James Baldwin’s Journey Through Politics

Thirty years ago I wrote an essay, “The Election Time Blues.”  It spoke about how political discourse in America was depressing; at least, it depressed me, and it continues to do so.  When crime is on the platform, it becomes even more depressing.

Both Democrats and Republicans have played the “crime card” in seeking election or reelection.  Think Nixon’s War on Crime (1968), Rockefeller’s War on Drugs (1973), Reagan’s War on Drugs (1980), Bush I’s War on Crime (1988)  (using the Willie Horton Effect), Clinton’s War on Crime, and Terrorism (1992), and Trump’s attempt to use the crime card in his reelection bid (2020).

As we enter the presidential sweepstakes, as the usual suspects line up to run, I’m rereading James Baldwin’s essay, “Journey to Atlanta,” written in 1948.  This election cycle, we already know what to expect.  Democrats will make empty promises to its Black constituency, the most faithful bloc of voters for the Dems, and Black voters will vote for them simply because Democrats appear to be the lesser of two evils.  Trump will ask Black voters, “What do you have to lose?’  And the sad thing is the truth in Trump’s statement, and we know that truth isn’t often uttered from his lips!  But Trump’s point is better said by James Baldwin:

It is considered a rather cheerful axiom that all Americans distrust politicians….  Of all Americans, Negroes distrust politicians most, or, more accurately, they have been best trained to expect nothing from them; more than other Americans, they are always aware of the enormous gap between election promises and their daily lives.  It is true that the promises excite them, but this is not because they are taken as proof of good intentions.

President Biden has indicated that he is running for reelection.  He doesn’t really excite his constituency, although he appears to be a decent fellow.  Other than choosing a Black woman as his running mate, and nominating a Black woman to the United States Supreme Court – and I in no way diminish the import of those two acts – Joe is just another politician who can’t really deliver on campaign promises.  In fact, campaign promises are just that: promises, unpaid promissory notes.

It is worth noting that James Baldwin’s note on election promises holds true today, more than 60 years later.  There’s that saying that the more things change, the more they remain the same.  That isn’t entirely accurate.  I think it’s fair to say that as a nation America is not that far removed from 1948; at least, not as far removed as she should be.  As Joe has said, “We are better than what we present.  The proof, though, Joe, is in the pudding.  As Isabel Wilkerson writes in her phenomenal book, Caste: The Origins of Our Discontents, that stuff we would like to put behind us, the history of slavery and segregation, lies deep within the permafrost of the America tundra.  Blame it on global warming.  The permafrost has melted and those ugly things seemingly frozen in the past have resurfaced.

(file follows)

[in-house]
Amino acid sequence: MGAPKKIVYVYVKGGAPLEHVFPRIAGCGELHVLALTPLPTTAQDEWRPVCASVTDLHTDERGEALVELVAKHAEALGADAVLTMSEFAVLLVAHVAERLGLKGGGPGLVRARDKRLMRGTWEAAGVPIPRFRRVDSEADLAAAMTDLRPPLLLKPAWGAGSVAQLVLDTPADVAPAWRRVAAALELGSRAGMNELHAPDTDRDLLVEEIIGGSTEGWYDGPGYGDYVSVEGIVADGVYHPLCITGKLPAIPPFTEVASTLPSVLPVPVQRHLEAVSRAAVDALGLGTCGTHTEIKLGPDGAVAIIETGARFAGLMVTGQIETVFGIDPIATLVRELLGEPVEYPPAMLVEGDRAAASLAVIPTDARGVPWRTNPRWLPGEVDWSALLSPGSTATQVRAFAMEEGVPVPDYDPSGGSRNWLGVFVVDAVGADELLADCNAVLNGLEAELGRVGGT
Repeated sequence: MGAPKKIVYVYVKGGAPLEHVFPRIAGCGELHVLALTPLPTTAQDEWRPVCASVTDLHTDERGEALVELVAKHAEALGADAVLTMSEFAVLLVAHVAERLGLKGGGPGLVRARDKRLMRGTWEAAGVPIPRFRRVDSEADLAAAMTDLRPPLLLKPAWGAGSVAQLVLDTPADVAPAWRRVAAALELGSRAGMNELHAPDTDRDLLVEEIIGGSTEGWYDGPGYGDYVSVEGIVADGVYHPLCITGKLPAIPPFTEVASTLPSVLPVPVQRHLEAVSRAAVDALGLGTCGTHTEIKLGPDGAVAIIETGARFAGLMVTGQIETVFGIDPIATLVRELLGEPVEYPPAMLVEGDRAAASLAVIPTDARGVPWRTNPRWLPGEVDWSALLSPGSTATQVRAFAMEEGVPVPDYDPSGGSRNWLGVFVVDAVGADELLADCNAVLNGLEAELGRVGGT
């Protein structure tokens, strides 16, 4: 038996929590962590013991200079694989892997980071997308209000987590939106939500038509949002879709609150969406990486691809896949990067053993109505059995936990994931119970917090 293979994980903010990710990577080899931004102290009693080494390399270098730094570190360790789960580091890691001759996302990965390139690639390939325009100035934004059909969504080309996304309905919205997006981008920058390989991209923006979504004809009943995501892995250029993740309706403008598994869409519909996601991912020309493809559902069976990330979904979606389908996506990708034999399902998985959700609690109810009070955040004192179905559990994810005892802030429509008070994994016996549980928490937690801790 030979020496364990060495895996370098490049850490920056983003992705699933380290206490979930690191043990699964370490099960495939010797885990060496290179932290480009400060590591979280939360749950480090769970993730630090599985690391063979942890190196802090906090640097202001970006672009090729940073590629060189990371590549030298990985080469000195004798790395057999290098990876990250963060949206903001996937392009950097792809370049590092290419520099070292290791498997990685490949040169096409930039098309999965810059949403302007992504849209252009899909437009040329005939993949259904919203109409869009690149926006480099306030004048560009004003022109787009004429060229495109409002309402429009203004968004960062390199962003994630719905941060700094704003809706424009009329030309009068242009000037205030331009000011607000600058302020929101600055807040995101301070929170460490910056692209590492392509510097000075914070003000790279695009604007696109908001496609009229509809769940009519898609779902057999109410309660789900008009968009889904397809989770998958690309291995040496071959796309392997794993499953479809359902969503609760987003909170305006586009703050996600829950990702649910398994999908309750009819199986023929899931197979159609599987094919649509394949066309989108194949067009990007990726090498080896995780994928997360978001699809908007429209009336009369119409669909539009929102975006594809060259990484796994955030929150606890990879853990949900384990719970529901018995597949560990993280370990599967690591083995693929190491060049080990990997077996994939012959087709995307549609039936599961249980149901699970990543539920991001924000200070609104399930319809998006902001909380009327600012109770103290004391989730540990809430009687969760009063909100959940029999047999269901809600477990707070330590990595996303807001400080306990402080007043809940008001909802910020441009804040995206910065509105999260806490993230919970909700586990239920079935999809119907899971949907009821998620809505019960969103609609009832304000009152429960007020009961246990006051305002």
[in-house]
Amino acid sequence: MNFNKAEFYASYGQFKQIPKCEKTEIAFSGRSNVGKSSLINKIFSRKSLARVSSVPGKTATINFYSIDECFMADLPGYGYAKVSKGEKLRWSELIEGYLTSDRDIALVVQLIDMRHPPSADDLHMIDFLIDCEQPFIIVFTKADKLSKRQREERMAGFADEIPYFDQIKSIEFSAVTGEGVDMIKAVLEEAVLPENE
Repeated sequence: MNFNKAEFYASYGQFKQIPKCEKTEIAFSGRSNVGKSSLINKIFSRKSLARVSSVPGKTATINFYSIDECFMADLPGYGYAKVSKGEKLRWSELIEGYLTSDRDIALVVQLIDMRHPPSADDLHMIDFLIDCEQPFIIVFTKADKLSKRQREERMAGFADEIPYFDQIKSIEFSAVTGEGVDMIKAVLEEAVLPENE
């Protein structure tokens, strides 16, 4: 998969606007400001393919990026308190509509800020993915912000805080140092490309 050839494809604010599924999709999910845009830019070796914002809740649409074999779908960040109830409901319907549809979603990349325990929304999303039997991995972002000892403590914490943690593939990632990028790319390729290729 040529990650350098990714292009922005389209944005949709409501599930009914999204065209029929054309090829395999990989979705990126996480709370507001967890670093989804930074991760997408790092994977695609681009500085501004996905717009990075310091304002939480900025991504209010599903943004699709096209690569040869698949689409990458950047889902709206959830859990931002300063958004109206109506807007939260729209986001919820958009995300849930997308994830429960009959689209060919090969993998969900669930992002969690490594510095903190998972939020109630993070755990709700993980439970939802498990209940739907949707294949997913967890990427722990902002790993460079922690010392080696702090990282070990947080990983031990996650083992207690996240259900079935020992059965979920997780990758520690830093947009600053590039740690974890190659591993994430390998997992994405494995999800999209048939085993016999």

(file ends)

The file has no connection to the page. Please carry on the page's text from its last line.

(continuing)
There was a time when as Americans we talked of “the best and the brightest” aspiring for political office for the good of the nation, people seemingly with convictions and not simply on a power grab, people who rose to meet the moment – think Abraham Lincoln, FDR, Truman and JFK.  It is not enough to wax nostalgic.  We need people to rise to the moment.  We also need people to get out the way and pass the baton.  Lastly, we need to purge the Halls of Congress of Scoundrels and Scalawags and people waiting to die in office.  This is the journey, we, voters, and the people we vote into office, need to take.


About William Eric Waters, aka Easy Waters

Award-winning poet, playwright and writer. Author of three books of poetry, "Black Shadows and Through the White Looking Glass: Remembrance of Things Past and Present"; "Sometimes Blue Knights Wear Black Hats"; "The Black Feminine Mystique," and a novel, "Streets of Rage." All four books are available on Amazon.com.
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1 Response to James Baldwin’s Journey Through Politics

  1. Mark Chapman says:

    Brother Eric, I couldn’t agree more. And Baldwin knew that JFK and LBJ, for all their alleged support for civil rights, feared MLK, Jr. and supported Hoover’s twisted wiretapping of his hotel rooms. As you point out. Trump v Biden in 2024—THIS is the best we can do? Where are the Beto Rourke’s, Gavin Newsomes, Raphael Warnocks in the Democratic Party that can run in 2024 so Joe can sit down and enjoy the remainder of his life? Running for President at age 82!??? What does this say about the Democratic Party? No need to raise the same question about the Republicans…for obvious reasons. This is why Scripture says, “Do not trust in princes (presidents) who can not save…Blessed are those whose hope is in the Lord their God” (Psalm 146:3-7). Thanks for reminding us of Baldwin’s wisdom.

    Liked by 1 person

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